Your Story Basket• A collection of stories which illuminate different elements of your org’s approach. – Different versions of the same story for different audiences. – Each story demonstrates a lesson you’ve learned.
Your Story Basket• Organizational level: – The Origin Story – The Failures Along the Way – Impact Stories• Individual level: – Each member of your team has their own Calling story. – Encourage storytelling for culture, motivation, validation, sharing best practices
The ArchStories are about JOURNEYS: – Someone starts somewhere. – An inciting incident: They face a challenge – They have a moment of TRUTH/transformation that teaches them something about the world. – They move forward with their new insight.
Great Stories:• Include telling, vivid details/anecdotes, MOMENTS – The Challenge • “I cried on the first day of school” – The moment of transformation • “I cried in art class and everyone was there for me.” – The After • “When I’m reading I feel like I’m watching a movie”
Great Stories:• Are emotional• Show vulnerability• Share an insight or realization that relates to others• Are simple: only include details that reveal your message.
Great stories reflect on universal human needs: • The quest/need for: – Perfection- the need to master a practice through hard work – Truth- the need to tear down falsehood – Wholeness- the need to be part of a community beyond self. Belonging. – Simplicity- the need to find meaning behind complexity – Uniqueness- the need to express individuality/creativity – Justice- the need to resist abuses of power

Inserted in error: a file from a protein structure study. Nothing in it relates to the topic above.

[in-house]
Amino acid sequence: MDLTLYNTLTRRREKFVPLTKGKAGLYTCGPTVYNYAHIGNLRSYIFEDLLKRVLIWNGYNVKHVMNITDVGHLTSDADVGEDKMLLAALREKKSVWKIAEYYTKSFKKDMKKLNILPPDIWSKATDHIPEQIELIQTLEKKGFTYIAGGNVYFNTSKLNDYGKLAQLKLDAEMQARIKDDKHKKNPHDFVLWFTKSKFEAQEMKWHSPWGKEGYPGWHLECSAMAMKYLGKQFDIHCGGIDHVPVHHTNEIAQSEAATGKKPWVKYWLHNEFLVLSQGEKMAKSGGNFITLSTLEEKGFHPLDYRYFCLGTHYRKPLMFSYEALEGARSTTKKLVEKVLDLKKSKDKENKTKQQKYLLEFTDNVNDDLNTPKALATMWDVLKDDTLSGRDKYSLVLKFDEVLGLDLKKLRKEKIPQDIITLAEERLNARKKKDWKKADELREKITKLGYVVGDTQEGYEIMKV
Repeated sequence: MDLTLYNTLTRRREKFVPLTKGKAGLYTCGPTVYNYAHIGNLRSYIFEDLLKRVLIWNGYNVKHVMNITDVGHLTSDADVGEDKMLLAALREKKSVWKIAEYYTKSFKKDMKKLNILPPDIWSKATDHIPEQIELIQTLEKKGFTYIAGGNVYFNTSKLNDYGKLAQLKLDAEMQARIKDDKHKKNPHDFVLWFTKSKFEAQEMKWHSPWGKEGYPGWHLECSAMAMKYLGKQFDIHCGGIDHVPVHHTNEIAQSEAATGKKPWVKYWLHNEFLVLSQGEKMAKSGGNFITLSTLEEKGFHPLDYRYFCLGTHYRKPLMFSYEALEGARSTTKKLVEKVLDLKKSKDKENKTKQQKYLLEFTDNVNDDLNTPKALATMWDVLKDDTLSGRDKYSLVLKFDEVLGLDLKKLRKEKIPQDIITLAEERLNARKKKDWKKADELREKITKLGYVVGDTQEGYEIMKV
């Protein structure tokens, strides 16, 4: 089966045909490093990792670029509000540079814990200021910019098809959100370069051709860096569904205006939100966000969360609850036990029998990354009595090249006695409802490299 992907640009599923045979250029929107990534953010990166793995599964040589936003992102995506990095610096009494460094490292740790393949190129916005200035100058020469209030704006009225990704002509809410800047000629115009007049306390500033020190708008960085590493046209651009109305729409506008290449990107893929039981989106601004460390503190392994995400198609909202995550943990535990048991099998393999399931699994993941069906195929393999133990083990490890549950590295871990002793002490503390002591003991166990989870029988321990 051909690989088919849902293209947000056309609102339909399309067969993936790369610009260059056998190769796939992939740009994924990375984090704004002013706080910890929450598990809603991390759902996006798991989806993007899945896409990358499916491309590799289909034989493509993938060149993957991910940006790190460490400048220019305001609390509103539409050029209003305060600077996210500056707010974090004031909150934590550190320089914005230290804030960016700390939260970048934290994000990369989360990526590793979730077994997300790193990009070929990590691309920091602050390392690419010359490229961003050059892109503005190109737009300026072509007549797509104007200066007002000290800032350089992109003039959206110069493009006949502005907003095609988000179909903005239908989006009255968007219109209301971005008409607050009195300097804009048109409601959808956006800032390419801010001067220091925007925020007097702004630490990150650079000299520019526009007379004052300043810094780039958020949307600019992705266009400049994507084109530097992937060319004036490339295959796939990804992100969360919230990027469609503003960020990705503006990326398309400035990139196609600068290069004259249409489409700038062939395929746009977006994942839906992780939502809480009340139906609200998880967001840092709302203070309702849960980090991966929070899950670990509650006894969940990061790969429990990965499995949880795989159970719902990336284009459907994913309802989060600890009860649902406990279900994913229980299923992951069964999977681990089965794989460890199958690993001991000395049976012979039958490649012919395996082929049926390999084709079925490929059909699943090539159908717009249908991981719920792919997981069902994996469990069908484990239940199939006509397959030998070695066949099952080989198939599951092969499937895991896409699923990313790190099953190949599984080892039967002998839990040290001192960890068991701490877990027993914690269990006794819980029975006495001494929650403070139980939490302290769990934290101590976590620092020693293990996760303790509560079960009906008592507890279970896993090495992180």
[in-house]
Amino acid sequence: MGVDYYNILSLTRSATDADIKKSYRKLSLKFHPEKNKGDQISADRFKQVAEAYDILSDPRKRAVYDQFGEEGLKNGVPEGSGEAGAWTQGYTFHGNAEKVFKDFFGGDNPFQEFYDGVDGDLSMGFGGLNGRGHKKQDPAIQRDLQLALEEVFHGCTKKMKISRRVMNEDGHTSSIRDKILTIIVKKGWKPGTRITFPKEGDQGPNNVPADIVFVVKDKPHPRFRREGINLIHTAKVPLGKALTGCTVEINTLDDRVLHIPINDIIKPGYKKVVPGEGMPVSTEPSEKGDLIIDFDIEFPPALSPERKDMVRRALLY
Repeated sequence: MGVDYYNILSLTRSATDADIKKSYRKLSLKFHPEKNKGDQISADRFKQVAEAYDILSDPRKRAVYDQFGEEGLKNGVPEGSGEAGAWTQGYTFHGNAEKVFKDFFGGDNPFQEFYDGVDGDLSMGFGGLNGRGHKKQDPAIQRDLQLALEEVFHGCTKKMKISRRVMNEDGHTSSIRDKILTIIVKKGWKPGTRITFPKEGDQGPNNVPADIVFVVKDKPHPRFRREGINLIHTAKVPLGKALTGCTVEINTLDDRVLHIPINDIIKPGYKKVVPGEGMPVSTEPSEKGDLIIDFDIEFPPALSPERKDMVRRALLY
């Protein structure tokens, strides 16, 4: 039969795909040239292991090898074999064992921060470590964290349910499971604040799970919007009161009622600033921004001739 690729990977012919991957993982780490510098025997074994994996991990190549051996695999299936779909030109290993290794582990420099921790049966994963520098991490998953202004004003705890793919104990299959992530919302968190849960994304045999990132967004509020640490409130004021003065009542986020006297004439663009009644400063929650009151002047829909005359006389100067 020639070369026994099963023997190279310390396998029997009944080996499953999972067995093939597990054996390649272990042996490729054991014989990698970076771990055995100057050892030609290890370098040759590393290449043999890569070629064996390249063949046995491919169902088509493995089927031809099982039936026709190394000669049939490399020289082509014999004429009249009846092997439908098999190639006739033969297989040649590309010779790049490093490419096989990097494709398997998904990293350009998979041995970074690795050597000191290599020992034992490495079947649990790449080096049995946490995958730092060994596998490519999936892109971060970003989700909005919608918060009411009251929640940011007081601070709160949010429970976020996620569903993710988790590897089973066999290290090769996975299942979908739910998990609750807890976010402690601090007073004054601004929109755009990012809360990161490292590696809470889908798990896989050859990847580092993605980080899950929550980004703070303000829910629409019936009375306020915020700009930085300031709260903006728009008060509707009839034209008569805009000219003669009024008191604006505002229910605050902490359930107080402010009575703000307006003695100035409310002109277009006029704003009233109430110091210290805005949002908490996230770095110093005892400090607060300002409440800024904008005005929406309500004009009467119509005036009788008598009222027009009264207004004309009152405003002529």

Protagonists• Protagonists are PEOPLE• Feature specific people, not just ‘we’• A school or a program is not a protagonist
The Calling• An unfinished story that begins with a moment that WOKE YOU UP.• When you realized you couldn’t stay silent any longer. You needed to do something.• Explains what you are driven by, what your higher purpose is.
Connection Plot• Two people come together across a divide and they teach each other something about life.• Why they work: – Appeal to our need for connection – Reveal the human element underlying your motivation.• Example: A student who you connected with which taught you something about how schools should serve students’ needs.
Challenge Plot• An individual faces a challenge, has a realization about the world and overcomes that challenge.• Why they work: – We root for the underdog. – Contextualize the problem.• Example: A student who grew despite facing obstacles.
Creativity Plot• Someone finds a unique solution to an intractable problem• The story of how they discovered that solution.• They help people understand why your approach is unique.• Example: Trying something new with students and saw how it reached them.
The Origin Story• Have different versions of your stories that illuminate different points you want to emphasize. – The call – What you are driven by. – Connection – Why you care about what you do. – Challenge – Why you are prepared for the journey/able to succeed. – Creativity– Why your solution is best.
Communicating Impact• Use the 3 plots• Instead of sharing a lesson learned by those in the organization, they can carry a core message.
The Invitation to Others After the story or all on its own.
Vision:Frame the world in anew way.Give people newlanguage to understandhow things are.Paint a new picture ofthem of what ispossible.
How to Tell Stories to Build a Movement• Be Inclusive: – “This is what I’ve learned, now you can join me in making this vision happen.”• They are a part of something that matters. – Let them know why they matter.• Appeal to the audience’s emotional & psychological needs
Storytelling Time! Choose one story to share. -set up the problem/context -illuminate the moment of connection, realization or insight -summarize what the experience taught you, what you took from it, how it transformed you